How is wealth management changing for women?

By Sandro Forte
Credit: Getty Images
Sandro Forte, CEO of Forte Financial, takes a look at how wealth management has evolved for women over the years, and where that leaves us now

There is no doubt women are now controlling more of the world’s wealth than ever before, with a clear shift of wealth and asset ownership. In fact, those asset control numbers have increased by more than 10% in the last six years to just over 34%.

Research shows that 70% of millennial women take the lead in financial decisions, which is in stark contrast to both those in the Gen X demographic (50%) and amongst baby-boomers, where women would typically be less likely to take responsibility for financial decisions.  

There does not appear to be any evidence to support the fact women want to receive wealth management and financial advice only from someone of the same gender but they are much more likely to look for somebody they can trust and who is committed to building a long-term working relationship. Therefore, the ability of an adviser to listen, educate and empower is clearly very important, as is a genuine desire to build a trusted relationship over time. 

How do men and women differ when it comes to wealth management?

Interestingly, women will generally have a greater risk tolerance when dealing with a female adviser, possibly because of the additional security which flows from a belief that support will be there during the financial planning journey. There is an obvious point to focus on here; behaviour being influenced by relationships.

With global life expectancy rates for women being greater than for men, there is also the matter of a more pronounced shift in wealth transfer and this, by definition, is placing more responsibility on females to manage and control wealth, with women also more driven by outcomes rather than absolute returns. There is also strong evidence to suggest women outperform men (the figure is actually 0.4%) for the simple reason women have a tendency to take a longer-term view. 

We know a greater number of women use a dedicated adviser and yet fewer women than men will trust an adviser to make decisions on their behalf, even though they have less confidence in their own investment decisions. Women will tend to talk less to advisers than men but will show a lower level of satisfaction with service from their adviser.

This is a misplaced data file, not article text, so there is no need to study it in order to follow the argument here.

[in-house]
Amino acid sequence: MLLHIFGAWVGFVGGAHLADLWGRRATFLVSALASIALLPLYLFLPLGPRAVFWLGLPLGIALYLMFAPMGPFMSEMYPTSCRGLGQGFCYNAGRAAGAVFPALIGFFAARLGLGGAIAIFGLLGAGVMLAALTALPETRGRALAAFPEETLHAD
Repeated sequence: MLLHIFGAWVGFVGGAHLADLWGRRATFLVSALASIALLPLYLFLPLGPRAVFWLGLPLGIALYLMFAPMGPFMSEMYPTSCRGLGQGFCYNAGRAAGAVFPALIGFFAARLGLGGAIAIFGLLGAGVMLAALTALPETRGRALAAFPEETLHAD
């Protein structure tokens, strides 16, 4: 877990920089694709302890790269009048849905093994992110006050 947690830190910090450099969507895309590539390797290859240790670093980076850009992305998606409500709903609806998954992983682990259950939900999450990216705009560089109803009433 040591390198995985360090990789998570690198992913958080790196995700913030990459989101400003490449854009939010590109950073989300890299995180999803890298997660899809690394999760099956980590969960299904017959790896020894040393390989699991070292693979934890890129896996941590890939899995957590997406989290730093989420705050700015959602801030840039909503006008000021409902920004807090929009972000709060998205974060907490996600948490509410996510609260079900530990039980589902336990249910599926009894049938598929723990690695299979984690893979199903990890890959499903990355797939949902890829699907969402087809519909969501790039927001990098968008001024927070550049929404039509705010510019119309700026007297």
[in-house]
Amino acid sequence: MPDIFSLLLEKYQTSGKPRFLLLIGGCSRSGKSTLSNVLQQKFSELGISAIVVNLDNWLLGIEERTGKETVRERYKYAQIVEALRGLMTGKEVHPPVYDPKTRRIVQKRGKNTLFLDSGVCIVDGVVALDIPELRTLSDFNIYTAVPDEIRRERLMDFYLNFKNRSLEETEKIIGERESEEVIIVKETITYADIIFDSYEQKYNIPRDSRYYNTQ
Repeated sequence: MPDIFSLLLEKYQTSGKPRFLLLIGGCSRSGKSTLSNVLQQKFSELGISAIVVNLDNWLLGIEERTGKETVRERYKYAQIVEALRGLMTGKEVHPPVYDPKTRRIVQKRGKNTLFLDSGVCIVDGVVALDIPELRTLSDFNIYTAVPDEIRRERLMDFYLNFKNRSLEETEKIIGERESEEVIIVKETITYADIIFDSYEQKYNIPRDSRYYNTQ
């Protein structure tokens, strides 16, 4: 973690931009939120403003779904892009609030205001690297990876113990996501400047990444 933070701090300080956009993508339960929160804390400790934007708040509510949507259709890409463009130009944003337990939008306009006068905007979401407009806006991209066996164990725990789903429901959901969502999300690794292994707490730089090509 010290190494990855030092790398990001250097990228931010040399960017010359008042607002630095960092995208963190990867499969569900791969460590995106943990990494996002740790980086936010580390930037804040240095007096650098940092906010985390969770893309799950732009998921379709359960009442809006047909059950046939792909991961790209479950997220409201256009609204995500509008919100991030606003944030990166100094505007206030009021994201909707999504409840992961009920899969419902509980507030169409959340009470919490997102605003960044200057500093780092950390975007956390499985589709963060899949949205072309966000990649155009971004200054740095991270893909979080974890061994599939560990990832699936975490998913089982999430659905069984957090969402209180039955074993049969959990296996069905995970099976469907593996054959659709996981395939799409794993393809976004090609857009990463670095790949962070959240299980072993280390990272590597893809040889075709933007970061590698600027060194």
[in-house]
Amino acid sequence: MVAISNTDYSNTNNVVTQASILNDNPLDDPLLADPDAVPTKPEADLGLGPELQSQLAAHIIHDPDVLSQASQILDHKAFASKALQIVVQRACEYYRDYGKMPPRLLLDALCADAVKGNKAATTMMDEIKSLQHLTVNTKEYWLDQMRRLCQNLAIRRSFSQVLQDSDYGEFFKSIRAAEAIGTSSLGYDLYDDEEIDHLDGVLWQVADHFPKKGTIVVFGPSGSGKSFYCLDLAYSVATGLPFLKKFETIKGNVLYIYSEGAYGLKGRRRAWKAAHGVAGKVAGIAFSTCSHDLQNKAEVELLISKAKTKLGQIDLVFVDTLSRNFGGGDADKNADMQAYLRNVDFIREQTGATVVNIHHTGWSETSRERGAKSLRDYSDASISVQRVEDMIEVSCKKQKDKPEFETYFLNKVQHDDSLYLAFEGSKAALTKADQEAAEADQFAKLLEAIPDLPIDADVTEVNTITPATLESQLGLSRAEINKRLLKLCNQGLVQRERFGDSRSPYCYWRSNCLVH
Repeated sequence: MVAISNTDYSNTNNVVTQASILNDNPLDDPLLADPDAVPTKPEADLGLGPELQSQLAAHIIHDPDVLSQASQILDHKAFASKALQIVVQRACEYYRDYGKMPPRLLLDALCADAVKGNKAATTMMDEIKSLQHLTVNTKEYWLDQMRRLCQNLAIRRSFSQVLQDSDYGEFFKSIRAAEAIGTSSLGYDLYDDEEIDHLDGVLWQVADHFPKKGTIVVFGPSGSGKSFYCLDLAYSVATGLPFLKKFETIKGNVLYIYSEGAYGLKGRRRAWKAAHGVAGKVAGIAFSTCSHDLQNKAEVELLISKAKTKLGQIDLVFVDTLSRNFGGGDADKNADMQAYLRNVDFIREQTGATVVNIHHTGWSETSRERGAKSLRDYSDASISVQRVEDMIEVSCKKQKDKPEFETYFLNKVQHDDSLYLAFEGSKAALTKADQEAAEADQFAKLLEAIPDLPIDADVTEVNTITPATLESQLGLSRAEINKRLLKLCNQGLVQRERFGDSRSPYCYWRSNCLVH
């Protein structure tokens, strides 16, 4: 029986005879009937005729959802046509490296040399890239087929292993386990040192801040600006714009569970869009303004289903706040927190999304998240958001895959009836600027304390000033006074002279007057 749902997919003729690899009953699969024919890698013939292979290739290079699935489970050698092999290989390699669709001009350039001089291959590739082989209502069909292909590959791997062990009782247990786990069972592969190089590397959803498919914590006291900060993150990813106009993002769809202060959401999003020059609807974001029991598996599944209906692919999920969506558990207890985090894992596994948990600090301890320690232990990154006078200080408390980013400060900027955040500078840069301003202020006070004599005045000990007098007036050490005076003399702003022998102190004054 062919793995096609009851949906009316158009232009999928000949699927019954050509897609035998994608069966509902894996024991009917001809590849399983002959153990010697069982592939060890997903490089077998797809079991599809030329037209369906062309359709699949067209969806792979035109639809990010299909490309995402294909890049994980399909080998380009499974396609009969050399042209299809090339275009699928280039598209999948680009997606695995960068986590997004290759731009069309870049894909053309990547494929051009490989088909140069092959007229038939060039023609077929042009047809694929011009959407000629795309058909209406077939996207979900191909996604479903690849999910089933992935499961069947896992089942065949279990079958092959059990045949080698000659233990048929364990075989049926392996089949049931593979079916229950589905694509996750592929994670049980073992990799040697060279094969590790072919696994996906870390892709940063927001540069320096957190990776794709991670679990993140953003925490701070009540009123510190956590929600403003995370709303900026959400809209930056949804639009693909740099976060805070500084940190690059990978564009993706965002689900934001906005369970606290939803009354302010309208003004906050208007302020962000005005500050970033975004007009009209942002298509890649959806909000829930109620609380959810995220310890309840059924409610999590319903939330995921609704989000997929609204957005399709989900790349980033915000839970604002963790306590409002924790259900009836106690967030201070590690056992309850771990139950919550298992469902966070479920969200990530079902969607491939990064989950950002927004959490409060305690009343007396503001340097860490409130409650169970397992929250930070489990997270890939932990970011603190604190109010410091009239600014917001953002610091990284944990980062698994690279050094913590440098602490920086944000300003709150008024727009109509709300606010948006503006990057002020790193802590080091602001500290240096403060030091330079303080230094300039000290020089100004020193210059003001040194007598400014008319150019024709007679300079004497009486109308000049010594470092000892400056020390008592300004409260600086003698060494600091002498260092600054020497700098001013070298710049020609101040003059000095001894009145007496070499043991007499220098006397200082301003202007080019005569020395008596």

As we would expect, women are more conservative long-term investors than men. Their primary wealth goals revolve around keeping money safe and saving for long-term goals, primarily retirement. They generally prefer to use a self-directed platform where they have access to advice and retain autonomy in decision making. There is certainly a need for transparency, and interactivity with fewer ‘touch-points’ because women want an adviser who understands their life goals and wealth management journey rather than just the product or solution.  

Where does this leave us now?

As a result of the change in attitudes and participation in the wealth management process, many women are now seeing wealth management as a legitimate career opportunity. Their natural tendency to create deep, personalised value propositions resonate with other women but also with men who are starting to understand – and appreciate – the need for a long-term plan. They see the opportunity to improve education and communication empowering others to make decisions and they tend to be naturally more empathetic towards more vulnerable clients as they create comfort by adopting a naturally more cautious approach. 

What was once the professional domain for men is now becoming a real career opportunity for women who not only want to improve their own financial position but also to help others build something of real value over time. Indeed, the increased regulation and professional knowledge requirements are presenting an opportunity, rather than caring as a deterrent, especially for women who may have brought up a family, but now have the time to dedicate to building a business. 

Whether it is entirely a matter of taking greater control of one’s own finances or as a legitimate career choice the wealth management landscape is undoubtedly changing - and companies who ignore this clear demographic shift will likely suffer a reduction in market share and reduced profitably.

Sandro Forte, FCII, FPFS is one of the UK’s most qualified and experienced financial advisers.  He and his company – Forte Financial – have won over 40 awards in the last 30 years and Sandro has lectured all over the world, helping others to achieve greater financial success. His book, Dare To Be Different, is an international best seller.


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